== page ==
a second passageway defined by an interior wall of said spike connecting said vent port to a second aperture located in the vicinity of said distal end of said spike.
Description

This invention relates to spikes for accessing containers of solutions to be infused into a medical patient and, in particular, to spikes which are used in conjunction with drip chambers for the counting of parenteral solution droplets.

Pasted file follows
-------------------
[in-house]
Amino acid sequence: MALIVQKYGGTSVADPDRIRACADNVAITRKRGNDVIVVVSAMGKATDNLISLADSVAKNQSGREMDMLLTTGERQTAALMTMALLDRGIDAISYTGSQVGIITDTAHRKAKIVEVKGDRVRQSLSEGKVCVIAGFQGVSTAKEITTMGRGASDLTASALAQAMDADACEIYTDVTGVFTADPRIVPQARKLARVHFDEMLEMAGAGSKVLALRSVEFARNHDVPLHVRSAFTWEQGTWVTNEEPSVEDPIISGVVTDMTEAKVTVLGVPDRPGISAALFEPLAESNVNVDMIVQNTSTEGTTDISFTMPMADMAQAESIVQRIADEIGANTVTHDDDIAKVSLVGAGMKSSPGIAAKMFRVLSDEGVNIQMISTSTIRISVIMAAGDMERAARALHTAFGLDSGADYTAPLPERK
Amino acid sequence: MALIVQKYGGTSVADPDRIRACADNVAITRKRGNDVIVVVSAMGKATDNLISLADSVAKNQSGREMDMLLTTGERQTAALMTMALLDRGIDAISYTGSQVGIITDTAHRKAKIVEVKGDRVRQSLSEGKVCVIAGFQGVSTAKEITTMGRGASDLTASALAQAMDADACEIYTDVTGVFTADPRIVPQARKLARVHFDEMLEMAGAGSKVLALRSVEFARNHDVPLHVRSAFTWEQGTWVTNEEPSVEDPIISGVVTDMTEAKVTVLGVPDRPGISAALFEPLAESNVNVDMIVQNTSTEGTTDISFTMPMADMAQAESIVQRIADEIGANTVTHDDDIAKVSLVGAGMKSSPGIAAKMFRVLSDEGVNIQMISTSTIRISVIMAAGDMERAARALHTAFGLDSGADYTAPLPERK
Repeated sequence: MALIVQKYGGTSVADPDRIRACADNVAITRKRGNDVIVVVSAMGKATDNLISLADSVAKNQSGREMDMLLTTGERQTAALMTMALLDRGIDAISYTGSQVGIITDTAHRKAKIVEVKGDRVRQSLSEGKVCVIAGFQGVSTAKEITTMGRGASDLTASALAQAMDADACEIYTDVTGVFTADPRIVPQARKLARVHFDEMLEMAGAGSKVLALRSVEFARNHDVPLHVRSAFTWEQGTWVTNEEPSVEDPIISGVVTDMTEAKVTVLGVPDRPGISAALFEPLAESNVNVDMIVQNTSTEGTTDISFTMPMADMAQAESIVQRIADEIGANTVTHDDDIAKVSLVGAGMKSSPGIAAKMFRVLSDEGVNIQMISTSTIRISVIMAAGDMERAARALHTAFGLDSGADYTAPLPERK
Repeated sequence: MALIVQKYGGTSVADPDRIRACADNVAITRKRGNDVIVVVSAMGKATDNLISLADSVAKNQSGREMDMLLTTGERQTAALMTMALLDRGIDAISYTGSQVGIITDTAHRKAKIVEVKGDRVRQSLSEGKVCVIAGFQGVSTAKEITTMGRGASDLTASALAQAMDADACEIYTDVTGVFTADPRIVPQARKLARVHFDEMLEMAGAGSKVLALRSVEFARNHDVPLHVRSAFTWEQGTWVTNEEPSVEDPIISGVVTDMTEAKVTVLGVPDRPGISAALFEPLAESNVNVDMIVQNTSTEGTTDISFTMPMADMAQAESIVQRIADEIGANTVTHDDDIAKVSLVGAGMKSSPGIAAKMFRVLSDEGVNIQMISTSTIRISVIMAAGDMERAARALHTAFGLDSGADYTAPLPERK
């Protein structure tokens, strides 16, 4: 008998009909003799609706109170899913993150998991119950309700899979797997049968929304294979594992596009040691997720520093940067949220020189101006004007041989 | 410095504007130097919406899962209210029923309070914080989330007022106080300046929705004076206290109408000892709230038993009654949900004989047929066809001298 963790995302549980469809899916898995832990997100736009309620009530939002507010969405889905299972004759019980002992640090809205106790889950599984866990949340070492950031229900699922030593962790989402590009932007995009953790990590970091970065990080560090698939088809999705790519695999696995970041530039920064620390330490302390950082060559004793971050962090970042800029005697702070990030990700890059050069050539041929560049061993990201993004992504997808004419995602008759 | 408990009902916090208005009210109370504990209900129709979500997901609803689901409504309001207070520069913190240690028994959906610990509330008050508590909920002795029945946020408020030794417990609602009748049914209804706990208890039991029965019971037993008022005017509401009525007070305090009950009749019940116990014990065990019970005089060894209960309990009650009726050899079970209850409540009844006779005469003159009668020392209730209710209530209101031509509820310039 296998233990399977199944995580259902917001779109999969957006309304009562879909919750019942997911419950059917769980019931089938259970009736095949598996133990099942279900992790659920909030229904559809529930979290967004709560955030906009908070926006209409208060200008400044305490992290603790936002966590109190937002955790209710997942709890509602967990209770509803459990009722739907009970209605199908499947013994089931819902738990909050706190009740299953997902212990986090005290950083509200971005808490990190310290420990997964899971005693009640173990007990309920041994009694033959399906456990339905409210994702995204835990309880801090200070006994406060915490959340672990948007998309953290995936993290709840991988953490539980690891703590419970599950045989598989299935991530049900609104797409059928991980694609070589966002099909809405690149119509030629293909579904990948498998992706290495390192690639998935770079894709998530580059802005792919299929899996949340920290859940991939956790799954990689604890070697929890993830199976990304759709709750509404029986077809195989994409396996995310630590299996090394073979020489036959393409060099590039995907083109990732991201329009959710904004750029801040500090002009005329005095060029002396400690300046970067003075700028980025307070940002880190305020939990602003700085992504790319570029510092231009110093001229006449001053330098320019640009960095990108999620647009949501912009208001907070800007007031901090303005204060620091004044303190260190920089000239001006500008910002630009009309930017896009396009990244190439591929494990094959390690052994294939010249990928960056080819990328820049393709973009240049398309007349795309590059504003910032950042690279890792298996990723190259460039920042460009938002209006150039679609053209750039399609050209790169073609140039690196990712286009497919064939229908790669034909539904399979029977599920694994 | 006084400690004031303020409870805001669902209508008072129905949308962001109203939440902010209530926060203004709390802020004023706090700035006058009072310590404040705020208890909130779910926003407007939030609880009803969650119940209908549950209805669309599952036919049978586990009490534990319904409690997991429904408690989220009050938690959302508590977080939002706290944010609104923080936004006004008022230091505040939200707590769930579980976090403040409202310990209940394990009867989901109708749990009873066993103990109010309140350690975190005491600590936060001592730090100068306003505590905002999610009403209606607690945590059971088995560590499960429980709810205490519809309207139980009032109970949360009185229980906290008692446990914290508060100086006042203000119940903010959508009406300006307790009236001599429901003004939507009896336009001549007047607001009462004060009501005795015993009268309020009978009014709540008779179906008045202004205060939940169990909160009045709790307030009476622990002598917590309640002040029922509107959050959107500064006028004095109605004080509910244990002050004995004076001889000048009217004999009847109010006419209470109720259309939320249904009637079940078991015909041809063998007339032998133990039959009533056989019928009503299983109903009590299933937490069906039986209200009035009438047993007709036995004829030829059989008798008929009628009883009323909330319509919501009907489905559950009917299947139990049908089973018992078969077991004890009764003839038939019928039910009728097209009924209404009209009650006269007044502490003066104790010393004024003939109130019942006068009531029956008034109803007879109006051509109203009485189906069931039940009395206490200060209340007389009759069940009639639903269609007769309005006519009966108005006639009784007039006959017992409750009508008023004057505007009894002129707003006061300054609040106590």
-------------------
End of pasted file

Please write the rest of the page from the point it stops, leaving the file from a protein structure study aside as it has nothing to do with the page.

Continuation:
Many currently available devices for infusing parenteral solutions monitor the volume of fluid being infused by counting fluid droplets falling in a drip chamber. The parenteral solution is contained in a bottle or bag suspended above the infusion site. Access to the bottle or bag is gained by penetrating a membrane on the container with a sterile spike. The spike contains a passageway whereby the solution is conducted through the spike and I.V. tubing to a drip chamber. At the top of the drip chamber is a specially designed port at which droplets form and then fall to the bottom of the chamber, where the solution will then be conducted through tubing to the infusion site. As the droplets fall through the drip chamber they interrupt an optical beam directed through the chamber. Interruptions of the beam are optically detected and converted to electrical signals, which are recorded to measure the amount of fluid passing through the drip chamber to the infusion site.